“It was a good start, and we figured out what worked and what didn’t, and we got people exposed to the sound in a live setting. Fast-forward to 2015, Brandon and Théo joined the band, which continued until 2017,” said Cumpian, who left The Phoenix Process in 2016. “The band didn’t last long, but it lasted long enough I’d say for us to develop a sound, get to know George and have people get to know George’s music. He left a big impact in such a short amount of time.”
Meanwhile, Salazar met Shuntov through a Facebook group called Chicago Musician Exchange after seeing a “want ad” post for a drummer and guitarist. While only age 16 at the time, Salazar reached out to Shuntov about a possible collaboration, and the two started working together with Caen.
“I heard his music, and I was like, ‘This guy is the real deal, this guy is a fucking professional. There’s no way he would take a little guy like me.’ I showed him some of my stuff, and I put myself out there into the world, and he saw me and Théo through that,” said Salazar, drummer and percussionist for The Phoenix Process.
For their latest release, Desmond Jones has fans at “Hello, Helou.”
The Grand Rapids funk-rock-jazz fusion quintet masterfully mixes multiple genres across seven tracks on their second full-length and latest album, “Hello, Helou,” which dropped in July. It includes an eclectic batch of captivating tracks from Desmond Jones’ expansive catalog of more than 40 original songs.
“These songs were already written before we went into the studio, so it wasn’t a collective effort to write all of the music for an album,” said John Nowak, drummer, guitarist and vocalist for Desmond Jones. “Since all of the songs already existed, it was really a matter of choosing which ones we wanted to go on the next album.”
Nowak and bandmates Chris Bota (guitar, vocals), George Falk (saxophone, vocals), Isaac Berkowitz (guitar, drums, vocals) and John Loria (bass, vocals) spent eight months recording “Hello, Helou’s” tracks with manager Kevin McKay of Innovative Music Solutions in Webberville. The band also recorded a few tracks in the band room at East Grand Rapids High School where Nowak and Berkowitz attended.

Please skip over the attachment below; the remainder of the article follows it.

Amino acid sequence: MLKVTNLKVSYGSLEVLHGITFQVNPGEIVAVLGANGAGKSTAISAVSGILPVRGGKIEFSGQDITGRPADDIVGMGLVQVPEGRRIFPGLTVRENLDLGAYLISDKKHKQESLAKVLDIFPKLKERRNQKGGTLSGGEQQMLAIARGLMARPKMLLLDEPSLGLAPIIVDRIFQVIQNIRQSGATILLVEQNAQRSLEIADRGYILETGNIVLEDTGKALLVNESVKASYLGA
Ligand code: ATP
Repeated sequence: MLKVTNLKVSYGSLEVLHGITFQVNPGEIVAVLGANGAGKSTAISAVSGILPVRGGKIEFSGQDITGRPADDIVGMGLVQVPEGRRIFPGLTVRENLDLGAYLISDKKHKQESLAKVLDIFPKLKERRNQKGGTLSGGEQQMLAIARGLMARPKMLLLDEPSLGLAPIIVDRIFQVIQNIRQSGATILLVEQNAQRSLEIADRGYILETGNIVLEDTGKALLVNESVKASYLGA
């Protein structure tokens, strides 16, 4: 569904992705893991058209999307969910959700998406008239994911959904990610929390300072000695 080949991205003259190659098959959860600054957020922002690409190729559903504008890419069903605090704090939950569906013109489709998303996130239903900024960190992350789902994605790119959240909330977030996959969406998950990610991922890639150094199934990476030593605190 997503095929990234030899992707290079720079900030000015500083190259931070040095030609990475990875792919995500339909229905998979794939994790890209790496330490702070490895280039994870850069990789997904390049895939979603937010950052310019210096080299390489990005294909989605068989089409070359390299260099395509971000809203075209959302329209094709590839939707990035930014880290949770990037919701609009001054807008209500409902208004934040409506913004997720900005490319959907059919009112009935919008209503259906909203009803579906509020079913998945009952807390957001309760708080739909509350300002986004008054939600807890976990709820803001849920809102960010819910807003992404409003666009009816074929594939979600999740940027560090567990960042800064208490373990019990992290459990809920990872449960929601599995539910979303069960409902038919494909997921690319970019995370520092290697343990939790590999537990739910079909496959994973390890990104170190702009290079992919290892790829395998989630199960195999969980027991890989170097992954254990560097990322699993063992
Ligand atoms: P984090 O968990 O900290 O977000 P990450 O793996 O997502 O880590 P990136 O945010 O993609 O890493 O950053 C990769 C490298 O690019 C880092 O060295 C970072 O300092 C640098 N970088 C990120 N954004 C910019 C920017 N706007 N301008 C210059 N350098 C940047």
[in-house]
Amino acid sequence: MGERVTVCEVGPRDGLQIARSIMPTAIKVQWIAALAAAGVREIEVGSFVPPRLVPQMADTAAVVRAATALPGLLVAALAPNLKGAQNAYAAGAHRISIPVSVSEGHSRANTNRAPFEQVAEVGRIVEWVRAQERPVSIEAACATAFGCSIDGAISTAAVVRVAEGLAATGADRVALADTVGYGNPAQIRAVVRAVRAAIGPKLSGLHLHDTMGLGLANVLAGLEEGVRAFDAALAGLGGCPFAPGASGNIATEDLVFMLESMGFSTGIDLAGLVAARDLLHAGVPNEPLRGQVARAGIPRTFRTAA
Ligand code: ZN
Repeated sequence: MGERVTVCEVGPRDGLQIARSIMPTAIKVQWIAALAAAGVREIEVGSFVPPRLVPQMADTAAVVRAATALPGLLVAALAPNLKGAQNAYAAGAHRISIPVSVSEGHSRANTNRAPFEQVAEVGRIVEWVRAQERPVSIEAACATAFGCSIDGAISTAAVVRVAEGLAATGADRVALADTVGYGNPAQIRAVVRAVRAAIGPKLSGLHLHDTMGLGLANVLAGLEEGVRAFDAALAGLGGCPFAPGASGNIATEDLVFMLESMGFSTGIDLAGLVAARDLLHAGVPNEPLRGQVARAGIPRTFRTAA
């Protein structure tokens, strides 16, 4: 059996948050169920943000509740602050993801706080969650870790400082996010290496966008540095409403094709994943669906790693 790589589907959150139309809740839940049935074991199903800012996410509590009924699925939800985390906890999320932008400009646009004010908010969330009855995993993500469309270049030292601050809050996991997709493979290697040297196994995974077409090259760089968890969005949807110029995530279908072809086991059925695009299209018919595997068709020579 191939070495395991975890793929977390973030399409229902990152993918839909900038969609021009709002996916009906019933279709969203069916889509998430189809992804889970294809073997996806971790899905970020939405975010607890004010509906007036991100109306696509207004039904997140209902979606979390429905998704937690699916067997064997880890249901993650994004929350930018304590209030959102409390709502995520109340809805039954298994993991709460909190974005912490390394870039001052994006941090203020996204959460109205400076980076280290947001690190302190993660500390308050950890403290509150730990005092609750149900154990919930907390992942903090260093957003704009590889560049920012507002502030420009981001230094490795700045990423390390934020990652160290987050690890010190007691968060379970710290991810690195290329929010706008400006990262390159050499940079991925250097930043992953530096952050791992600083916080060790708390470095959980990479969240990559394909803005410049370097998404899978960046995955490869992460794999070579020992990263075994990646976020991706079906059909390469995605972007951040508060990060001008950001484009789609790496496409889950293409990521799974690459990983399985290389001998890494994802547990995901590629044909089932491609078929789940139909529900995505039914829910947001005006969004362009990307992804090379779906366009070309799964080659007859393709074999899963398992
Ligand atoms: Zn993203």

In typical Desmond Jones fashion, all the tracks from “Hello, Helou” received initial live improvisational treatment before being reimagined as studio versions. With a fun, upbeat sound, the album features a collection of shorter songs compared to tracks from the band’s 2017 self-titled, full-length debut.
Four of the five band members also penned tracks for the album, which include spatial, culinary, relational, existential and fantastical themes. Listeners encounter a dynamic sonic journey while venturing from one track to another.
“In our live shows, we definitely take the liberty to extend songs as long as we want. Some songs are a better platform for that, but songs like ‘Split Again,’ ‘Sylvia’ or ‘Instructional Dance Song’ are similar to how we play them live,” said Nowak, who formed the band in 2012 while attending Michigan State University. “With streaming and attention spans, we want songs that are easily digestible for people to listen to before they come see us.”